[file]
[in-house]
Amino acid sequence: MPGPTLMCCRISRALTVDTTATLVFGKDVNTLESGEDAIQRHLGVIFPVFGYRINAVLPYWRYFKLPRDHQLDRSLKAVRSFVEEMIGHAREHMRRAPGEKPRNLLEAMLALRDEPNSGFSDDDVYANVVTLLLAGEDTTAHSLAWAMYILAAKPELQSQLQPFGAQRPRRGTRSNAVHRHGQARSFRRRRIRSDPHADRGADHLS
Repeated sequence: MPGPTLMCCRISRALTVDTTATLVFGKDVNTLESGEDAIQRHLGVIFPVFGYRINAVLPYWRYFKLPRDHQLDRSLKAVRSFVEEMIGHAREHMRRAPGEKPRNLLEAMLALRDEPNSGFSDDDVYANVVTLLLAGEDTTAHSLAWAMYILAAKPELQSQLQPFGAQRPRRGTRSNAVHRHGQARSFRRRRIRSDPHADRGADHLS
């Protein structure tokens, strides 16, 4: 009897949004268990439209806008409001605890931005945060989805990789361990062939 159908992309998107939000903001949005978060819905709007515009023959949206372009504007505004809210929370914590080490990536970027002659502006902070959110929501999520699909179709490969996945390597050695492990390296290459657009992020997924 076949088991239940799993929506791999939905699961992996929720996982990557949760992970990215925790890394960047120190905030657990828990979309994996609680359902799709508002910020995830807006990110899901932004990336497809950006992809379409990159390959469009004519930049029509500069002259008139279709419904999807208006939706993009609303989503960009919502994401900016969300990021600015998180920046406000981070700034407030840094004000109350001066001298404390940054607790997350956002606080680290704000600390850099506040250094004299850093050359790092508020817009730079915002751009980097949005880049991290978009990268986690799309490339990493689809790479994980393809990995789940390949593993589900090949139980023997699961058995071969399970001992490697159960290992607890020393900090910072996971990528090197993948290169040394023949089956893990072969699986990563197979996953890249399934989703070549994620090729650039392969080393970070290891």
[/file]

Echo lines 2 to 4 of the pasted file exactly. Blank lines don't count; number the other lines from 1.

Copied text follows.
Amino acid sequence: MPGPTLMCCRISRALTVDTTATLVFGKDVNTLESGEDAIQRHLGVIFPVFGYRINAVLPYWRYFKLPRDHQLDRSLKAVRSFVEEMIGHAREHMRRAPGEKPRNLLEAMLALRDEPNSGFSDDDVYANVVTLLLAGEDTTAHSLAWAMYILAAKPELQSQLQPFGAQRPRRGTRSNAVHRHGQARSFRRRRIRSDPHADRGADHLS
Repeated sequence: MPGPTLMCCRISRALTVDTTATLVFGKDVNTLESGEDAIQRHLGVIFPVFGYRINAVLPYWRYFKLPRDHQLDRSLKAVRSFVEEMIGHAREHMRRAPGEKPRNLLEAMLALRDEPNSGFSDDDVYANVVTLLLAGEDTTAHSLAWAMYILAAKPELQSQLQPFGAQRPRRGTRSNAVHRHGQARSFRRRRIRSDPHADRGADHLS
């Protein structure tokens, strides 16, 4: 009897949004268990439209806008409001605890931005945060989805990789361990062939 159908992309998107939000903001949005978060819905709007515009023959949206372009504007505004809210929370914590080490990536970027002659502006902070959110929501999520699909179709490969996945390597050695492990390296290459657009992020997924 076949088991239940799993929506791999939905699961992996929720996982990557949760992970990215925790890394960047120190905030657990828990979309994996609680359902799709508002910020995830807006990110899901932004990336497809950006992809379409990159390959469009004519930049029509500069002259008139279709419904999807208006939706993009609303989503960009919502994401900016969300990021600015998180920046406000981070700034407030840094004000109350001066001298404390940054607790997350956002606080680290704000600390850099506040250094004299850093050359790092508020817009730079915002751009980097949005880049991290978009990268986690799309490339990493689809790479994980393809990995789940390949593993589900090949139980023997699961058995071969399970001992490697159960290992607890020393900090910072996971990528090197993948290169040394023949089956893990072969699986990563197979996953890249399934989703070549994620090729650039392969080393970070290891």